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This question is a small subset of the problem I am trying to solve. I am trying to learn to break problems into better abstractions.

The original problem I am trying to solve is:

Write a JS library which allows an user to select an Image and then divide the image into square tiles. Calculate the average color of each tile and render the equivalent number of svg elements from top to bottom and left to right direction. The request for each svg element should be an XHR request.

I decided to create two abstractions for now:

  1. Grid
  2. Tile

here is the code:

class Tile {
  constructor(shape='👽', width = Tile.Width, height = Tile.Height) {
    this.shape = shape;
    this.width = width;
    this.height = height;
  }

  render() {
    return this.shape;
  }
}
Tile.Width = 50;
Tile.Height = 50;

class Grid {
  constructor(rows, cols) {
    this.cells = [];
    this.R = rows;
    this.C = cols;
    for (let row = 0; row < rows; row++) {
      const cells = [];
      for (let col = 0; col < cols; col++) {
        cells.push({
          x: col * Tile.Width,
          y: row * Tile.Height,
          tile: new Tile()
        });
      }
      this.cells.push(cells);
    }
  }

  setTile(shape, {row, col}) {
    if (row < 0 || row >= this.R || col < 0 || col >= this.C) {
      throw new Error("Invalid tile position");
    }
    this.cells[row][col] = {
      x: col * Tile.Width,
      y: row * Tile.Height,
      tile: new Tile(shape)
    };
  }

  render() {
    let output = [];
    this.cells.forEach(row => {
      output.push(this.renderRow(row));
    });
    console.log(output.join('\n'));
  }

  renderRow(cells) {
    let output = [];
    cells.forEach(cell => {
      output.push(cell.tile.render());
    });
    return output.join(' ');
  }
}

const grid = new Grid(2, 2);
grid.setTile('👾', {row: 0, col: 1});
grid.setTile('💩', {row: 1, col: 0});
grid.setTile('👻', {row: 0, col: 1});
grid.setTile('🎃', {row: 1, col: 1});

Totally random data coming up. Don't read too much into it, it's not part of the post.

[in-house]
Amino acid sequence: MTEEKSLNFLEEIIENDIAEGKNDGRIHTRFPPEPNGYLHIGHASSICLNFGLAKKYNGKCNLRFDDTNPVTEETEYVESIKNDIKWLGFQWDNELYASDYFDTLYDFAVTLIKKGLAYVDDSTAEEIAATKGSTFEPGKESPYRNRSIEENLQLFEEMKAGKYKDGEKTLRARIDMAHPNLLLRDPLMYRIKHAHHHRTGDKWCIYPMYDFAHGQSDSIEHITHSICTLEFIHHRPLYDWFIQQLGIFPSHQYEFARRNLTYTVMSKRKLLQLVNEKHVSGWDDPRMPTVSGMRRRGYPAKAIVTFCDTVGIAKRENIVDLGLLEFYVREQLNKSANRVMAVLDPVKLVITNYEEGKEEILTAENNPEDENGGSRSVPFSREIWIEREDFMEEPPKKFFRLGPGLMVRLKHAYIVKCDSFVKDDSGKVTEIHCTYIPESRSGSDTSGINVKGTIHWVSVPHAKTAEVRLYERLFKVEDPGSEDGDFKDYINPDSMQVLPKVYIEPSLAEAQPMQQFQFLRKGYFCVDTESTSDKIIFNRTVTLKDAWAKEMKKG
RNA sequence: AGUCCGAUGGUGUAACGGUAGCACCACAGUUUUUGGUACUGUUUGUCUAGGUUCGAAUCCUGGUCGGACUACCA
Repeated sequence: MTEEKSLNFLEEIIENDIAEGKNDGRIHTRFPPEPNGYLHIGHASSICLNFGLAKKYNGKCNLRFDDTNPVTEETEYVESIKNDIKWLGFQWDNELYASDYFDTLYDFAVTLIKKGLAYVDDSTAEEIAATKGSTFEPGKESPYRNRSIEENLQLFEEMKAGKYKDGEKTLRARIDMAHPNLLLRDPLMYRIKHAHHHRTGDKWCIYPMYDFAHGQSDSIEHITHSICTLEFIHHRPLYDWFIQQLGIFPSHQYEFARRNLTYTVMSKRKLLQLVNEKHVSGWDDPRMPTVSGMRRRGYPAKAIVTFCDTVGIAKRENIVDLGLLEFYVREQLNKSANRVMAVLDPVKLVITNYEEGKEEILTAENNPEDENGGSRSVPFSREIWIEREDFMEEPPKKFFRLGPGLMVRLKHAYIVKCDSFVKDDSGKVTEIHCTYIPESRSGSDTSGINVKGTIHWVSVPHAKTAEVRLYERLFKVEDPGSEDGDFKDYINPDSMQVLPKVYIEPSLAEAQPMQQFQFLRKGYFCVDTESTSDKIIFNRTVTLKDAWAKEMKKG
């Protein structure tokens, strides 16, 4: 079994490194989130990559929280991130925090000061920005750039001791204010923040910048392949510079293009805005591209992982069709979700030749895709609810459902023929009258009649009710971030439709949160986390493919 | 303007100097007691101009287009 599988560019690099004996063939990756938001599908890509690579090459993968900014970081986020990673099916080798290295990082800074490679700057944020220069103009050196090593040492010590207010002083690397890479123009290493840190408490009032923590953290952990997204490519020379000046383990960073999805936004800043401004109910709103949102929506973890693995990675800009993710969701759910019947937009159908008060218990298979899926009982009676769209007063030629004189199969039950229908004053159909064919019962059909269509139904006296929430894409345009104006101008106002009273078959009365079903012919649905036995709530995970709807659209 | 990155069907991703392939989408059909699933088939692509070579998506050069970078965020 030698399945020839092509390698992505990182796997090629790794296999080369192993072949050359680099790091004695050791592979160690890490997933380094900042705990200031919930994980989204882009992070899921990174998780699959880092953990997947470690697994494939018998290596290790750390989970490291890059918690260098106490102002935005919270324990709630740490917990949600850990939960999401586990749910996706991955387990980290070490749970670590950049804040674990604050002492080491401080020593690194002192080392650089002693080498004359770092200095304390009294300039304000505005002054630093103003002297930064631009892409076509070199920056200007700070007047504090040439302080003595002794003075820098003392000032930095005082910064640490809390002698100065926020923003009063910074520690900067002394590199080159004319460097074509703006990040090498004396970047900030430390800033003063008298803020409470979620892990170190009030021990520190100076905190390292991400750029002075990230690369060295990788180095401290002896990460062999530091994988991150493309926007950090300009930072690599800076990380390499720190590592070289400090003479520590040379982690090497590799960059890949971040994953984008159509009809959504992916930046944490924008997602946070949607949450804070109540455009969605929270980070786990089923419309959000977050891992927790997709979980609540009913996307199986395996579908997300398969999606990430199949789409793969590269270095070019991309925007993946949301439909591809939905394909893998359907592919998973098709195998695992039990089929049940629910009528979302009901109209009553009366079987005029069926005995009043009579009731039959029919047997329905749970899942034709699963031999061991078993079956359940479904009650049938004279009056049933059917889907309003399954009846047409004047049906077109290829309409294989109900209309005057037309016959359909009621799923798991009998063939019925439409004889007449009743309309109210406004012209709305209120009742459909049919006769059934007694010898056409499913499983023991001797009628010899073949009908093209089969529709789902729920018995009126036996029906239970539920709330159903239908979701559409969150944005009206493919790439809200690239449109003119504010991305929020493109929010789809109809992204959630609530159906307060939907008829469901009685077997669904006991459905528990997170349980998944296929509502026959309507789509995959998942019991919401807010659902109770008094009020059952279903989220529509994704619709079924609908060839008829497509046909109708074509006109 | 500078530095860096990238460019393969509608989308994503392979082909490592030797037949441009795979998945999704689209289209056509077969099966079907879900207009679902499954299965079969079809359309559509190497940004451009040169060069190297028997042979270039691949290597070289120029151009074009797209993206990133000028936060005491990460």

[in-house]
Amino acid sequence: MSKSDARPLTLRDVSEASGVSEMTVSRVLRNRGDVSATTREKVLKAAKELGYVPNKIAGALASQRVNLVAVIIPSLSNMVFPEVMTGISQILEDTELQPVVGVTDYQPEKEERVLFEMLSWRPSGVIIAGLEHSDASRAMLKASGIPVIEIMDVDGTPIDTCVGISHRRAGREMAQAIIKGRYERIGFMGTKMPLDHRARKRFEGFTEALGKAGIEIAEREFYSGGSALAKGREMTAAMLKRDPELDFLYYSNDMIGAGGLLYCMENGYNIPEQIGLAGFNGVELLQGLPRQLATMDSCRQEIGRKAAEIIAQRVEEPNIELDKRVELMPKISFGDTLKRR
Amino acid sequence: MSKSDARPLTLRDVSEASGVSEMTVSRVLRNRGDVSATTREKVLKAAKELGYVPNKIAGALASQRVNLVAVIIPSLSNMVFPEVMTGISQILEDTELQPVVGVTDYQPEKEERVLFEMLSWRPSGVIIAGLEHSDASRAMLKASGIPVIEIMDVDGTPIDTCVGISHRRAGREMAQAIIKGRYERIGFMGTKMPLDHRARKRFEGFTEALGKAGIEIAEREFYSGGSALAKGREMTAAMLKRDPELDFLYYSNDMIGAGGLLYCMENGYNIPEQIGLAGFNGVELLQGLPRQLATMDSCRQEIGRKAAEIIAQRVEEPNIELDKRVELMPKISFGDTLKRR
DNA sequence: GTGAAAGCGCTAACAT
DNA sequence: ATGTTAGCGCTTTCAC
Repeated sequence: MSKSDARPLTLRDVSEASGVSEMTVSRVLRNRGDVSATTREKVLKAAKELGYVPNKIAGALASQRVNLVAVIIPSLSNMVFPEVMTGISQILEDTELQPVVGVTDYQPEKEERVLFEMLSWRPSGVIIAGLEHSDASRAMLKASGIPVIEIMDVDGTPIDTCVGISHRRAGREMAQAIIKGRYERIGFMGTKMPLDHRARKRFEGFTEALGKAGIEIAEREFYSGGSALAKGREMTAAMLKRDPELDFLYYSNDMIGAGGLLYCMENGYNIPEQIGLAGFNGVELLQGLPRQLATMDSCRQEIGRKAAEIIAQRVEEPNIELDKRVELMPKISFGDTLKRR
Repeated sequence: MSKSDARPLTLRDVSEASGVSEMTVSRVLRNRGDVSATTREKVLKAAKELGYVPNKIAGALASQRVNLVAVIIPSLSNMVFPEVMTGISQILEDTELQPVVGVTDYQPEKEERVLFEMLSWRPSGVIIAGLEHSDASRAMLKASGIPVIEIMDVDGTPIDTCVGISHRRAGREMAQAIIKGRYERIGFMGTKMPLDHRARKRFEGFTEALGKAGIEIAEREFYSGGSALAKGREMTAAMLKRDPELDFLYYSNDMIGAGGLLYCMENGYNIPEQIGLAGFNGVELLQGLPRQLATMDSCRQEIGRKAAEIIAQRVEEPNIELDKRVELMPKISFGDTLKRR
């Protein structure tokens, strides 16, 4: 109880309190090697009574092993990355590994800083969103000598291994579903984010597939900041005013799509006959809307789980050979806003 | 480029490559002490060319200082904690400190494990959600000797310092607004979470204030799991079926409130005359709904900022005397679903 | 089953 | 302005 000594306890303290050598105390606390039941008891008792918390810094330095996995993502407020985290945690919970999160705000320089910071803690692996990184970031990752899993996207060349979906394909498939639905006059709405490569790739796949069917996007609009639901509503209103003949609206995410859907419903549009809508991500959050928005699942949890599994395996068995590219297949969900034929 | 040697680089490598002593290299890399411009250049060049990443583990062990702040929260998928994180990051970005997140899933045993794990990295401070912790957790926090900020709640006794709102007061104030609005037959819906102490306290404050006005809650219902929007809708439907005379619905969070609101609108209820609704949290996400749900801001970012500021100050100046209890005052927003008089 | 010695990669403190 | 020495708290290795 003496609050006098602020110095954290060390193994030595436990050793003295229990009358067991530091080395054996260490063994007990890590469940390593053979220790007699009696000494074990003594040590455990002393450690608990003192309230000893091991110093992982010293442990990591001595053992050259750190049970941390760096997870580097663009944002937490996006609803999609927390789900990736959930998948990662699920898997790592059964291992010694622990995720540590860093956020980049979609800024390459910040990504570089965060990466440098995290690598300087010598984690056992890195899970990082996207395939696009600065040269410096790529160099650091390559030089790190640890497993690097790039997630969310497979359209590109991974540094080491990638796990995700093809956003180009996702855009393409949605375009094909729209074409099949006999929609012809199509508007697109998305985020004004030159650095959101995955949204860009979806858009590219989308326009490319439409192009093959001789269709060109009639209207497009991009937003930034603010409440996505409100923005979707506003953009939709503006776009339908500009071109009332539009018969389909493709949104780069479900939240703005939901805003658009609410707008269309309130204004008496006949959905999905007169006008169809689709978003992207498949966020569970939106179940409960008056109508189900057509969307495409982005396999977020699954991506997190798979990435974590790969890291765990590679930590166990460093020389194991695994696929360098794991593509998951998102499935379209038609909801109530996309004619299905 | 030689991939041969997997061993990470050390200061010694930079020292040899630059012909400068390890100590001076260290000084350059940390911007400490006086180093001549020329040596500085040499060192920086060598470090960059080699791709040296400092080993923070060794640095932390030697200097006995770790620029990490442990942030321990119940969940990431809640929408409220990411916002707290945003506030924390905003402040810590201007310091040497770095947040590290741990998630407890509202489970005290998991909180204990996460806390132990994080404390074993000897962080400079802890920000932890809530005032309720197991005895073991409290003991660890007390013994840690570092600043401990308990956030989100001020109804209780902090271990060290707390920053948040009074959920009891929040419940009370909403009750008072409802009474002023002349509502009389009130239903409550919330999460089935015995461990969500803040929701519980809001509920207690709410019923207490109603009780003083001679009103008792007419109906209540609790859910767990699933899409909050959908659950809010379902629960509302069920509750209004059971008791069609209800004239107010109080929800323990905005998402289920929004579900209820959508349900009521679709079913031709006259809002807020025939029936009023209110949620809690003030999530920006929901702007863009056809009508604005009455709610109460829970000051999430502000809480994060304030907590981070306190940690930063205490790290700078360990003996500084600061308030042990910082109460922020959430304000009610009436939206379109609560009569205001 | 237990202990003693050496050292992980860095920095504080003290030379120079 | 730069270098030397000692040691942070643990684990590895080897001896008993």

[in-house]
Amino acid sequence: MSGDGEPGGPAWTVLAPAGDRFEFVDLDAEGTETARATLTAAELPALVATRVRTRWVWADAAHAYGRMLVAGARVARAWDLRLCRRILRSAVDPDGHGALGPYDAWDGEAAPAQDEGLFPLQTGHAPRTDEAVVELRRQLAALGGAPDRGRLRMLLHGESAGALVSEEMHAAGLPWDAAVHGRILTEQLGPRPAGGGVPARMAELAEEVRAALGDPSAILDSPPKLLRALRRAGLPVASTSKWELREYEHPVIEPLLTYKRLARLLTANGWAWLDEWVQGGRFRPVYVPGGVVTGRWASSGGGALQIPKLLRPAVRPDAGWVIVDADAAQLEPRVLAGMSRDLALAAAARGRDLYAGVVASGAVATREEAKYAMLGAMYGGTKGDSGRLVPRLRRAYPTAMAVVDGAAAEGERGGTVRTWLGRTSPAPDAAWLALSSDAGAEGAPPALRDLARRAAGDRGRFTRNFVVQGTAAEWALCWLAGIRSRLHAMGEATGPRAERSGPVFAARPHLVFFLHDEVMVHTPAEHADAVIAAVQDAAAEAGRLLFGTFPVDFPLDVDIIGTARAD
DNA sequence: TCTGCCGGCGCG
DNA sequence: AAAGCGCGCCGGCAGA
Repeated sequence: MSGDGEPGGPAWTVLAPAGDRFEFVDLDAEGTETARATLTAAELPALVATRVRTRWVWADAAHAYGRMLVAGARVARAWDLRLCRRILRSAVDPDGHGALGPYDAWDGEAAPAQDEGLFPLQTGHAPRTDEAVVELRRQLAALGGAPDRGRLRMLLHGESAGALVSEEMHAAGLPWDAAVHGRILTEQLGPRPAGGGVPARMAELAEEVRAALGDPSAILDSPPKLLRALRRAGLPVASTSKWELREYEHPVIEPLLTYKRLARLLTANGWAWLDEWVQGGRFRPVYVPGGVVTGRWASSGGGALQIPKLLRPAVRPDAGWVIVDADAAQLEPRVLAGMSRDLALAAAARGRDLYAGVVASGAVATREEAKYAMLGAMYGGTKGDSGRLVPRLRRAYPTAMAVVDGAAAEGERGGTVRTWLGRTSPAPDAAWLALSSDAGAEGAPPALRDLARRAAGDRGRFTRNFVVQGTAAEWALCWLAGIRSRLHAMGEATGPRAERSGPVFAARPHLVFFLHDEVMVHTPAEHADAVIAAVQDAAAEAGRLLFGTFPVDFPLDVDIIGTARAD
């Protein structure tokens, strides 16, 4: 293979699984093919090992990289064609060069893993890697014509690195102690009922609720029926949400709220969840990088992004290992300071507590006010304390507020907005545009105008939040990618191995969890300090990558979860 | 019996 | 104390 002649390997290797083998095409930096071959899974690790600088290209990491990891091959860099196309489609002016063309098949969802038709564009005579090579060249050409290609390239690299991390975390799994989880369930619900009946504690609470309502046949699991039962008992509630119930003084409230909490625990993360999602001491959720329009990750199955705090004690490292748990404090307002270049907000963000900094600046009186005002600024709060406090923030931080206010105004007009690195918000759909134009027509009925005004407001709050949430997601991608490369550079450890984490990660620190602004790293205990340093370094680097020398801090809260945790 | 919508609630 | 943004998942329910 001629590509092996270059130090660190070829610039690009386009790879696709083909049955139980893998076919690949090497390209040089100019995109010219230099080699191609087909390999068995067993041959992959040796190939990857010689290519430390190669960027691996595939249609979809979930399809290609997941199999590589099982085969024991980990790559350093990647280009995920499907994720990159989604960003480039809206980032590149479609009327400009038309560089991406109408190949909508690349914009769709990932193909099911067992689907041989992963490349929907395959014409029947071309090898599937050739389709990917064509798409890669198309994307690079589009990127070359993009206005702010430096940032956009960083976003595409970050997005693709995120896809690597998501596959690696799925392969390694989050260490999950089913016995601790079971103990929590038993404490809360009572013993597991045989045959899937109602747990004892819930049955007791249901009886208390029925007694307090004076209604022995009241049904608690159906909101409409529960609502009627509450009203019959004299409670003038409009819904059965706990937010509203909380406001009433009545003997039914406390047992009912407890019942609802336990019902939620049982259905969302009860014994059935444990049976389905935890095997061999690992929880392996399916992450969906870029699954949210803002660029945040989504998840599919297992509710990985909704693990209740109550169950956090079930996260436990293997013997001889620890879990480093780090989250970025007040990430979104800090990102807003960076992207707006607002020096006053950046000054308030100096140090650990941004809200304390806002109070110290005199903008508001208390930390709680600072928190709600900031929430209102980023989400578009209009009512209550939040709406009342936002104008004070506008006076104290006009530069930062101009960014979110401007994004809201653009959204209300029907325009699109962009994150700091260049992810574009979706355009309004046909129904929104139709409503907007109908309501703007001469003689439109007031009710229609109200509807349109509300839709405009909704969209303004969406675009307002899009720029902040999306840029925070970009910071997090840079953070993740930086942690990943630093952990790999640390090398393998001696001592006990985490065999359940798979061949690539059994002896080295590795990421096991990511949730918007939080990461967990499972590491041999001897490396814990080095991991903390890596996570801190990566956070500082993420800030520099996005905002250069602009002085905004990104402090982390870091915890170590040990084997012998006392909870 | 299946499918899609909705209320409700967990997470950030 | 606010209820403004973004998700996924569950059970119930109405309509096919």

console.log(grid.render());

Here is the live example.

Question

Does the design of the grid system is compatible with the requirement so far? I want it to be used in the canvas or some other rendering platform so is this a good design?

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Your question

Does the design of the grid system is compatible with the requirement so far?

Well, maybe I don't understand how setting characters (be them Unicode if necessary, as your example shows) on each tile relates to dividing an image into squares but it seems like you would want to allow the user to upload or choose an image (perhaps from a list), which might likely be a binary file. Then you would need to do some graphical analysis of the image and divide up the area of the image (perhaps using the dimensions).

Feedback on code

Design

It appears that when a Grid object is created, it creates cells as plain objects that have an x, y and tile property. Then when the setTile() method is called, it re-assigns those cells, but the only thing that really changes is the tile, so the calculations of x and y seem unnecessary. Additionally, the tile object doesn't need to be recreated - the shape property could be simply re-assigned - perhaps via a setter method, but that property is public so it could be modified outside the class unless it is made private (though that is only experimental1.

forEach with push

The render() method of the Grid uses foreach with push:

let output = [];
this.cells.forEach(row => {
  output.push(this.renderRow(row));
});

That is essentially the map method re-implemented... Why not use that method?

const output = this.cells.map(row => this.renderRow(row));

Notice that const is used because that value is never re-assigned. This can even be used with the forEach, since calling push() doesn't re-assign the value.

The same principle applies for the renderRow() method.

render method

This method does not return any values, it merely logs output to the console. However, the method is called inside a call to console.log(), which results in undefined being output to the console. Maybe that is not a concern for you if you are the only one using the console (perhaps for debugging purposes) but be aware of this if you intend on primarily using the console for output.

👽 👻
💩 🎃
undefined
=> undefined

1https://developer.mozilla.org/en-US/docs/Web/JavaScript/Reference/Classes#Field_declarations

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